There are several meteorological stations within and close to the study area. However, only four have long time series (i.e., >30 years). These stations, which are marked by triangles in Figure 1, are San Benito (2710 m a.s.l.), Cochabamba (2560 m a.s.l.), Tiraque (3280 m a.s.l.), and Corani (3320 m a.s.l.). The San Benito and Cochabamba stations are located in valley regions where the climate is mostly semiarid, while the Tiraque and Corani stations are located in mountainous regions where the climate is much wetter. The precipitation data used for this study were recorded on a daily basis. The quality of the data was evaluated with quantitative methods such as the double mass curve. Missing data were completed by applying multiple regression with regional stations and daily data. The time records are displayed in Table 1, and the coordinates and elevation of each meteorological station are also listed.
Apart from meteorological information, data have been collected from a hydrological study of the Pucara basin [30], that used a deterministic hydrological model for the estimation of river flows, i.e., precipitation, evapotranspiration, runoff, and soil cover were the main input variables. The results include simulated Pucara River discharges from 1965 to 2008, which provide insights on how river flow variations can affect the aquifer recharge in the Punata alluvial fan. The quality control of the meteorological series was done through an analysis of consistence and homogenization. The data gaps were again filled by multiple regression. Two hydrometric stations were used for calibration and validation of the river flow: the Millu River station in the highlands of the Pucara basin, and the Pucara River station located in the outlet of the basin (Figure 1). After considering 9 years of daily data, the calibration and validation of the river flow model yielded R2 values of 0.8 and 0.7, respectively. Finally, historical levels of groundwater table were gathered. During 2011 and 2012, a total of 27 boreholes were monitored by the University Mayor de San Simon in Cochabamba, Bolivia. This was done at a weekly time step. Moreover, automatic groundwater level monitoring devices were installed in four wells. The time resolution of these automatic monitoring devices was hourly from November 2015 to August 2016. The locations of the selected groundwater monitoring well are listed in Table 1 (stations with the prefix PM).

2.3. El Niño Southern Oscillation and Southern Oscillation Index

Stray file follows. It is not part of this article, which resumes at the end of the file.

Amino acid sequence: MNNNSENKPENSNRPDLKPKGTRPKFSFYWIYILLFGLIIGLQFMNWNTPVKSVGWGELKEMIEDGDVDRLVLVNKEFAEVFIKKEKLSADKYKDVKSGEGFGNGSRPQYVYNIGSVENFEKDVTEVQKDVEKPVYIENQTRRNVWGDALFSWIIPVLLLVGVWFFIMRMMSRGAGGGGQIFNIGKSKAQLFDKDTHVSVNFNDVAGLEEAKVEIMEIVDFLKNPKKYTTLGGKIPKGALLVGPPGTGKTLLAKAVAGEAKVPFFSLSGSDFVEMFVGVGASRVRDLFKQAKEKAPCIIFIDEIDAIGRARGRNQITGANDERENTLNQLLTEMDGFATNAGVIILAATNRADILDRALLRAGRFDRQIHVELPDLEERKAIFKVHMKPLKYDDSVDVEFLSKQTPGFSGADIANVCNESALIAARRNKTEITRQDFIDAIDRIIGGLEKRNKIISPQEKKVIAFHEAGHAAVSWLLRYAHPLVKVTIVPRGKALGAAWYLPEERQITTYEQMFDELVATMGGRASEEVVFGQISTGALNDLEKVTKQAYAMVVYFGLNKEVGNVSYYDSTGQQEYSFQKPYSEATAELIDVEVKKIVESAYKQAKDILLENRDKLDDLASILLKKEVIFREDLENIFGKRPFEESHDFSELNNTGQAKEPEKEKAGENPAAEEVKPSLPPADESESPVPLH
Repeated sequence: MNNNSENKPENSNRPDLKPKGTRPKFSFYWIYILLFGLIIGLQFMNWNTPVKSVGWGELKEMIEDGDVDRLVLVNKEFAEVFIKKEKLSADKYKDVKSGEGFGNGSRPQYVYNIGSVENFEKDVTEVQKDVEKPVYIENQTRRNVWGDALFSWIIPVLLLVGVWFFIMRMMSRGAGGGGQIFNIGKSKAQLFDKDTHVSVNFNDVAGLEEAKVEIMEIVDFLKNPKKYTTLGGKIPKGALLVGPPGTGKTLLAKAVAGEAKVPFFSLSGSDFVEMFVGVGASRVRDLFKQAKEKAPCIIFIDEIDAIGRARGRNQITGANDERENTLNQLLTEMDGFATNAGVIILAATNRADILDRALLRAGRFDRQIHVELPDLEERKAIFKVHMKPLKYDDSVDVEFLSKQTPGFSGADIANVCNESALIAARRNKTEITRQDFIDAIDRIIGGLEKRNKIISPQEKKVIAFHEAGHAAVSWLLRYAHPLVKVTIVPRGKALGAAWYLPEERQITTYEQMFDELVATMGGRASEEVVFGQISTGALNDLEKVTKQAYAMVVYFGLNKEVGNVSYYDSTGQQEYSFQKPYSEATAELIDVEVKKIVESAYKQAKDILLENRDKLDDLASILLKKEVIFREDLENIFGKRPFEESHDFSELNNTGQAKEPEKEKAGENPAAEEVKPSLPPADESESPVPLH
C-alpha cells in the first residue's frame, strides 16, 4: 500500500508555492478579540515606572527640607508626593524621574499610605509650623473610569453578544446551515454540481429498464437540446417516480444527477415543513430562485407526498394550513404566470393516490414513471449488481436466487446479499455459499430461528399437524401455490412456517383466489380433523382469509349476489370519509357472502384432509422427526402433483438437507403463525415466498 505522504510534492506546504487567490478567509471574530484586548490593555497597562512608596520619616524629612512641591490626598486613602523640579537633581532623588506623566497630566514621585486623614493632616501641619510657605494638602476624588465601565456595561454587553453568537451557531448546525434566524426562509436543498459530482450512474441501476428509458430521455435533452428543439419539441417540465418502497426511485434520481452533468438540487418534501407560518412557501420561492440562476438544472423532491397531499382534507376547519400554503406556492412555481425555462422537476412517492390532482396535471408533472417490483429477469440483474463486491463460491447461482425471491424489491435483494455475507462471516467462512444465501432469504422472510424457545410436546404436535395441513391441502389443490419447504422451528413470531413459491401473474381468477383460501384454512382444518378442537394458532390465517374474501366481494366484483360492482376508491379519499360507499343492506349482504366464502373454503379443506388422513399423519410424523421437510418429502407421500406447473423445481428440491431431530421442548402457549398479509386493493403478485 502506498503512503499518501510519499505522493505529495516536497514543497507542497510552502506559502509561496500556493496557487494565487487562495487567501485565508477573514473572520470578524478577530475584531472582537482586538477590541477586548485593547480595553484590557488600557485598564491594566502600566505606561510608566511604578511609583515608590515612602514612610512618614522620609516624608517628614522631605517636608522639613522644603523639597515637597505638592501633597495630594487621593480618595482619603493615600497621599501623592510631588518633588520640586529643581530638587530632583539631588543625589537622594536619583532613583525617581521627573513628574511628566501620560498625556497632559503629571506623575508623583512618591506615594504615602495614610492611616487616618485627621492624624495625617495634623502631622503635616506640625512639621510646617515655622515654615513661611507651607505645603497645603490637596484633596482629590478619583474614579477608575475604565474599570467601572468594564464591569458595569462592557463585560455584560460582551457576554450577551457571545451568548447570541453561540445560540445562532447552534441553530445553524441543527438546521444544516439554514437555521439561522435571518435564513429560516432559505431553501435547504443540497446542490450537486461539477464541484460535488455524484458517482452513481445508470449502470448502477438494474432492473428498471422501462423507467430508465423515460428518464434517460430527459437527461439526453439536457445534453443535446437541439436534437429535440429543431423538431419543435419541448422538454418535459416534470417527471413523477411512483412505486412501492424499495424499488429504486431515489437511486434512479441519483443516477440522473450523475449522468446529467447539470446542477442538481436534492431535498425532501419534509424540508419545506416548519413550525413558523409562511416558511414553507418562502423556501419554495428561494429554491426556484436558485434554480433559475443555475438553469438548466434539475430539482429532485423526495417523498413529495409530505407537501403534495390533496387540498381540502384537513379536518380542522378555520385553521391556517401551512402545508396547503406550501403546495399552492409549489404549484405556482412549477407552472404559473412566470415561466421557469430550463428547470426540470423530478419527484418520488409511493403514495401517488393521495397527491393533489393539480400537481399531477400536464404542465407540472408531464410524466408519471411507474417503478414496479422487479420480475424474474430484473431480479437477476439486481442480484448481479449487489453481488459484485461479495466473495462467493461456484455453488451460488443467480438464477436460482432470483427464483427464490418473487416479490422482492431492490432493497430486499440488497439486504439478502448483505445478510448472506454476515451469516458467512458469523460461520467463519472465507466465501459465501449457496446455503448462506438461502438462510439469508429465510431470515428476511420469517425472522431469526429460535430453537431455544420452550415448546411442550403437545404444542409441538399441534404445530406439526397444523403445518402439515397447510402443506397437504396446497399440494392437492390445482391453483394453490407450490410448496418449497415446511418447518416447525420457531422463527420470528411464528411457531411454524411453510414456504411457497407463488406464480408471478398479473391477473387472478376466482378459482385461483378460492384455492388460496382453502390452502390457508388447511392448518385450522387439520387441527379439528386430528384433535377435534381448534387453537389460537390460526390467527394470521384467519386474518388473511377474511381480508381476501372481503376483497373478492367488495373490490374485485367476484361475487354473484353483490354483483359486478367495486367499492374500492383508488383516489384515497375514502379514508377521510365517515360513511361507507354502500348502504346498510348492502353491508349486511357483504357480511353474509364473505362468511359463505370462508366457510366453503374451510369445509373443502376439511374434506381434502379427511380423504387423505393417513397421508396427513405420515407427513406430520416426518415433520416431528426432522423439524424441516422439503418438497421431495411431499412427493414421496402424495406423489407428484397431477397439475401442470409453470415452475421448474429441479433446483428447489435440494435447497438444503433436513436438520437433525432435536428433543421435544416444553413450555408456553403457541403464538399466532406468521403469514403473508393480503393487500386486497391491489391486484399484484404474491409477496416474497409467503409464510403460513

ENSO exerts global dominant control of the interannual climate variability, where there is a strong coupling between the tropical ocean and atmosphere [15]. The Southern Oscillation Index (SOI) is a measure of ENSO, where the temporal variations in the recorded air pressure difference at sea level in the Southern Ocean Pacific between stations located in Tahiti and Darwin are expressed as a standardized index. The SOI has been considered as the starting point to study climatic anomalies in many regions of the world [31,32,33,34], particularly in the Southern Hemisphere [35,36,37,38]. For instance, during 1982–1983, atmospheric pressures above the average were recorded in Darwin, and low atmospheric pressures were recorded in Tahiti. Hence, one of the most severe El Niño events was recorded in that period, and the SOI yielded negative values [39]. In general, prolonged periods of negative SOI values coincide with atypical warmer temperatures in the Pacific Ocean (i.e., El Niño episode), while prolonged periods of positive SOI values coincide with atypical colder temperatures (i.e., La Niña episode) [40]. For this study, SOI data were accessed from the website of the Australian Government Bureau of Meteorology [41]. These data were used for delimiting strong events of El Niño and La Niña. This was done by estimating an average SOI value for each hydrological year (i.e., from September to August) of the study area, followed by applying thresholds of +8 and −8 in the SOI scale to identify strong events of El Niño and La Niña, respectively [42]. ENSO effects on the climate in South America were analyzed in other studies [43,44], where a decadal to multi-decadal variability in the frequency and type of ENSO events was observed [43,45]. For example, Meinke, et al. [46] recognized that ENSO variability is well defined within the standard period of 2.5 to 8 years; however, decadal (9 to 13 years) and interdecadal (15 to 18 years) periods are also significant for explaining ENSO variability.

2.4. Climate Variability and Trends

It is important to study the climate variability in time and space and take this into consideration for planning and forecasting possible natural hazards such as droughts and floods. In order to understand the climate variability and trends, it is necessary to study the historical records and their variations (climate oscillations). Several methods and studies exist that analyzed climate trends and natural climate variations [47,48,49,50,51,52]. Most of these studies used non-parametric methods such as Mann-Kendall and Spearman. Tabari et al. [53] explain that these methods take into consideration the rank of the measurements rather than their actual values. However, the results of these methods are often influenced by internal correlations in the time series, which increases the possibility of false trend or no-trend rejections. Consequently, the quantile perturbation method (QPM) has been used in this research. This is a method that does not depend on the above-mentioned constraints. The methodology and theory of this method are well described in [54,55,56], and this method is based on the frequency perturbation method [57,58,59].